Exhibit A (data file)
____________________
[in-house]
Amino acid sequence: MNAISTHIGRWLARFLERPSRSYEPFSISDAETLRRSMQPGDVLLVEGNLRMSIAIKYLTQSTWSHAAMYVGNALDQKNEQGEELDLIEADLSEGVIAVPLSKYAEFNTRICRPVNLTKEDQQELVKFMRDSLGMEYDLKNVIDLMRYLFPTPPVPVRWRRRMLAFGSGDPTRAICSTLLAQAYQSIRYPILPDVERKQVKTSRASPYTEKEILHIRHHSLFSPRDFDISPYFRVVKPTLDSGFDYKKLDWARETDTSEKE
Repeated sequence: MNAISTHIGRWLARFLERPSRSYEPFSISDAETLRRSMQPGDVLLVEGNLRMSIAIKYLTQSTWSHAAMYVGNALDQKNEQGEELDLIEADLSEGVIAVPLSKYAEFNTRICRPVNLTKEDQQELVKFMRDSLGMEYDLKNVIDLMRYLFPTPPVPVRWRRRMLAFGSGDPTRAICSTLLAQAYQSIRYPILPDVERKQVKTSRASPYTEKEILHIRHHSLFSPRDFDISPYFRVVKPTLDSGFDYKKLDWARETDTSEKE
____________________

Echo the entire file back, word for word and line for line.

[in-house]
Amino acid sequence: MNAISTHIGRWLARFLERPSRSYEPFSISDAETLRRSMQPGDVLLVEGNLRMSIAIKYLTQSTWSHAAMYVGNALDQKNEQGEELDLIEADLSEGVIAVPLSKYAEFNTRICRPVNLTKEDQQELVKFMRDSLGMEYDLKNVIDLMRYLFPTPPVPVRWRRRMLAFGSGDPTRAICSTLLAQAYQSIRYPILPDVERKQVKTSRASPYTEKEILHIRHHSLFSPRDFDISPYFRVVKPTLDSGFDYKKLDWARETDTSEKE
Repeated sequence: MNAISTHIGRWLARFLERPSRSYEPFSISDAETLRRSMQPGDVLLVEGNLRMSIAIKYLTQSTWSHAAMYVGNALDQKNEQGEELDLIEADLSEGVIAVPLSKYAEFNTRICRPVNLTKEDQQELVKFMRDSLGMEYDLKNVIDLMRYLFPTPPVPVRWRRRMLAFGSGDPTRAICSTLLAQAYQSIRYPILPDVERKQVKTSRASPYTEKEILHIRHHSLFSPRDFDISPYFRVVKPTLDSGFDYKKLDWARETDTSEKE